“When I talk to experts about the challenges of cleaning up harmful algal blooms, one of the most frequent roadblocks I hear about is the difficulty in scaling technology to the size needed to clean huge bodies of water,” Rep. Mast said. “This new program would go a long way toward improving the type of technology that cleans algae out of fish tanks to be able to keep our rivers clean.”
The bill instructs the Secretary of Commerce to create a program that will recognize and award financial prizes to individuals who develop technology to assist with the 1) large scale physical removal of algal biomass, 2) removal of, or rendering harmless, harmful algal bloom toxins in the environment, 3) reduction of available nutrients that fuel harmful algal blooms, and 4) real-time monitoring of harmful algal blooms and early-warning systems.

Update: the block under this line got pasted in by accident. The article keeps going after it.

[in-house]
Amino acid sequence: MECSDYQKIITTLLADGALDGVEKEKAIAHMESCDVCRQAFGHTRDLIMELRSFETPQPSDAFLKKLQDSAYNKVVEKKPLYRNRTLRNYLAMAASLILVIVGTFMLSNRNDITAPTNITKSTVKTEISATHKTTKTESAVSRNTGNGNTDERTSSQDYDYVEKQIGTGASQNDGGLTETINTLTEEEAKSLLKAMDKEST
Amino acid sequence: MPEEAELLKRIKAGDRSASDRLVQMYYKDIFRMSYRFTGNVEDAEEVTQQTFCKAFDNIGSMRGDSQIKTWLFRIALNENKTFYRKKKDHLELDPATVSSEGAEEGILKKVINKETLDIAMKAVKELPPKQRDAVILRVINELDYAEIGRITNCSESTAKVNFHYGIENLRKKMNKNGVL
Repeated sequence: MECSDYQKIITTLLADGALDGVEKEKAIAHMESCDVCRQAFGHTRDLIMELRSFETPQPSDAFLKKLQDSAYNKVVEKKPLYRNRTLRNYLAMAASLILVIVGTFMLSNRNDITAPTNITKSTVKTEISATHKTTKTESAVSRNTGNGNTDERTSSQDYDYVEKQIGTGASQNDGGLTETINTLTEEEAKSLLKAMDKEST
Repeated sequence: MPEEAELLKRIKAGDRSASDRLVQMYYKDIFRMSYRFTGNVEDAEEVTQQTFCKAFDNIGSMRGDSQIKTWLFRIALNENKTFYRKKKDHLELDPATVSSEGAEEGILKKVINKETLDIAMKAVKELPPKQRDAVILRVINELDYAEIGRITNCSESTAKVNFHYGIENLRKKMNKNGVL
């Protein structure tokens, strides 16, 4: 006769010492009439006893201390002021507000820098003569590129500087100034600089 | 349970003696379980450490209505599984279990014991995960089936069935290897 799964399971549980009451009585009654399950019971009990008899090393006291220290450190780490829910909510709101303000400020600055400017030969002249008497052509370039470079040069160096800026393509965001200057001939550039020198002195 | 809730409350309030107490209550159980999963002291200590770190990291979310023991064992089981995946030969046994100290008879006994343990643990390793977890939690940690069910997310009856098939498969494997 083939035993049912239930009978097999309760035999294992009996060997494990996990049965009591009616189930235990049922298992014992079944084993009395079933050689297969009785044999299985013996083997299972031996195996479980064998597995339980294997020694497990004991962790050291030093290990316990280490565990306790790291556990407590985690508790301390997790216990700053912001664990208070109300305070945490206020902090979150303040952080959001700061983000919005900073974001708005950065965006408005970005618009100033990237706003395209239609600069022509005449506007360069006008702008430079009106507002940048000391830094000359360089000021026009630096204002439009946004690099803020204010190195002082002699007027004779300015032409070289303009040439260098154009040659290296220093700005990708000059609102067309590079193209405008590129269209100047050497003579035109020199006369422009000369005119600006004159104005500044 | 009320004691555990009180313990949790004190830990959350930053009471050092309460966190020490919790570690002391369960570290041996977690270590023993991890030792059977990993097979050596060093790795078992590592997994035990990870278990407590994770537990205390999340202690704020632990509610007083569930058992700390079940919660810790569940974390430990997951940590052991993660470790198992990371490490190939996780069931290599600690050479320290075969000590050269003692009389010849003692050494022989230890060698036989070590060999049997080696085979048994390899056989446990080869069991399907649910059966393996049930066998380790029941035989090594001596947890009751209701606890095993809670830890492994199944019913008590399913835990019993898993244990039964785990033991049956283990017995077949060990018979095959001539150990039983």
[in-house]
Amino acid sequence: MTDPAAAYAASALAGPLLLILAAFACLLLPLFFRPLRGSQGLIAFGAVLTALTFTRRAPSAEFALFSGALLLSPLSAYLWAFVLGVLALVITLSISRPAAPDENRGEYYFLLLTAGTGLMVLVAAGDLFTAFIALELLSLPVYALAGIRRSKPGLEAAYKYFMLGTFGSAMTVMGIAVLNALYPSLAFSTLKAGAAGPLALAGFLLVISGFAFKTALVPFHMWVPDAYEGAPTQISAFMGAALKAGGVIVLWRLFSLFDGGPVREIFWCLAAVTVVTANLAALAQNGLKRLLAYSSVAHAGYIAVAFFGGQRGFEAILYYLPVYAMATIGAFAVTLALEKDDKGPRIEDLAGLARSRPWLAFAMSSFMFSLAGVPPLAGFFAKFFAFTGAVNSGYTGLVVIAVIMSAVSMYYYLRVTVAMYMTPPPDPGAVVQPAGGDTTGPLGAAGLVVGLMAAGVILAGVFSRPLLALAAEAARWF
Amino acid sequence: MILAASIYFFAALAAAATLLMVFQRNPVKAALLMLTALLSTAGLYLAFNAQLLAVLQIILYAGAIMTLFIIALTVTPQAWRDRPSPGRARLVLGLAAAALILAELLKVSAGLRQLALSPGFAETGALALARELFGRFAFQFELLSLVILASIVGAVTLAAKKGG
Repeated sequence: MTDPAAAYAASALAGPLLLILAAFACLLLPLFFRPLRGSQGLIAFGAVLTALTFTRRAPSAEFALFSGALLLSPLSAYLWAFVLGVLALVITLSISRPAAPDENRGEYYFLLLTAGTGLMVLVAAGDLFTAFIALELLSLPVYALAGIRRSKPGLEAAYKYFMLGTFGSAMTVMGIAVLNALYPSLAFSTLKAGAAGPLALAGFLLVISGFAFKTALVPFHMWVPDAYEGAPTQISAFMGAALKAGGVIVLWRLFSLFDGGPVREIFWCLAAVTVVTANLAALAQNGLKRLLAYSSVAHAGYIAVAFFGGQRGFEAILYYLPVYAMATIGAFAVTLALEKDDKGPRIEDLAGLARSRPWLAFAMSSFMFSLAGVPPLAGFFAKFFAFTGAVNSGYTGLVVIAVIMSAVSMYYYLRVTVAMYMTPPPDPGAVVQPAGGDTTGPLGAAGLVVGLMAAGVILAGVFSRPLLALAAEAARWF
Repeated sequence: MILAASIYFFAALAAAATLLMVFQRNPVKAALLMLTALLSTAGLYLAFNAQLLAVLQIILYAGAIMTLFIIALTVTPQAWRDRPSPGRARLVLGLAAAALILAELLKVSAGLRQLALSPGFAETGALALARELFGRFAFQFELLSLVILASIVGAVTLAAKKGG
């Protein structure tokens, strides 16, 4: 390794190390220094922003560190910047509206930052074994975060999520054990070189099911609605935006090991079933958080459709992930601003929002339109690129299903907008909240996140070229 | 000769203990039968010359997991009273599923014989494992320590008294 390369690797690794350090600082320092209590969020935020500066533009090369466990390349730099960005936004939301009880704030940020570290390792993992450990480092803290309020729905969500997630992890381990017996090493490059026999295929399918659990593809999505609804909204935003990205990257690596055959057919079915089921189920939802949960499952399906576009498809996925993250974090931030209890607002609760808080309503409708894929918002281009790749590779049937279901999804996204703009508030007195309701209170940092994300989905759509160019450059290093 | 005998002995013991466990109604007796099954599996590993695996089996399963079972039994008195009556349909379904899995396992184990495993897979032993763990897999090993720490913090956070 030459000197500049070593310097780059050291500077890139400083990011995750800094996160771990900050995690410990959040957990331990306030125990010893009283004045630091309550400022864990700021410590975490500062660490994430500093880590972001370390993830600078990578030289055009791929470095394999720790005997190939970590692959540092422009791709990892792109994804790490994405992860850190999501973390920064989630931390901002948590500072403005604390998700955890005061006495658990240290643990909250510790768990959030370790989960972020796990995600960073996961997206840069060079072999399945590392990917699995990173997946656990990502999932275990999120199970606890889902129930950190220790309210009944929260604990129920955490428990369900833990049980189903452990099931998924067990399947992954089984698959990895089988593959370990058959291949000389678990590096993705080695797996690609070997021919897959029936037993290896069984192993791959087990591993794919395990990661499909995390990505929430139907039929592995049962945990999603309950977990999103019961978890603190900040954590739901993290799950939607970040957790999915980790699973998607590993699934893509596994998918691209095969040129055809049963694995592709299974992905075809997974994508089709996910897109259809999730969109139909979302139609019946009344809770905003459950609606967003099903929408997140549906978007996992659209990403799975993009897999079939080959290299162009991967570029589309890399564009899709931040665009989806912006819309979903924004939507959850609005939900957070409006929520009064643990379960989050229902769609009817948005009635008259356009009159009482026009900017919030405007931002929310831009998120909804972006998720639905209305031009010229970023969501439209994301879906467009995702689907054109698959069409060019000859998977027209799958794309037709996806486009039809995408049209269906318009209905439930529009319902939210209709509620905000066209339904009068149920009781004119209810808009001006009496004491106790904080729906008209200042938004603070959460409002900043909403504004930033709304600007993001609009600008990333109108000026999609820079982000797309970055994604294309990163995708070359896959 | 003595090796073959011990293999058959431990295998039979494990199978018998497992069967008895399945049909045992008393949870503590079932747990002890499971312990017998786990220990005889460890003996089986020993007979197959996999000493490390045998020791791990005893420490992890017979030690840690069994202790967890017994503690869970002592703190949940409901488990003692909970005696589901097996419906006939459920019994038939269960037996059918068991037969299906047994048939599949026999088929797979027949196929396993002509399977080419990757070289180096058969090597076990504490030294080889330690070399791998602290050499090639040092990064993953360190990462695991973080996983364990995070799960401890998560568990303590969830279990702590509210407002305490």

In order to implement the program, the Secretary of Commerce must establish a board to administer the program made up of federal officials, state officials in impacted states and non-government experts. The board will operate as a public-private partnership, soliciting private donations to fund the awards, as well as determining specific award categories and amounts.
The introduction of the bill builds on Rep. Mast’s successful effort to secure more than $1 million in research and development money to combat harmful algal blooms as part of the Make America Secure Appropriations Act passed by the House of Representatives in July.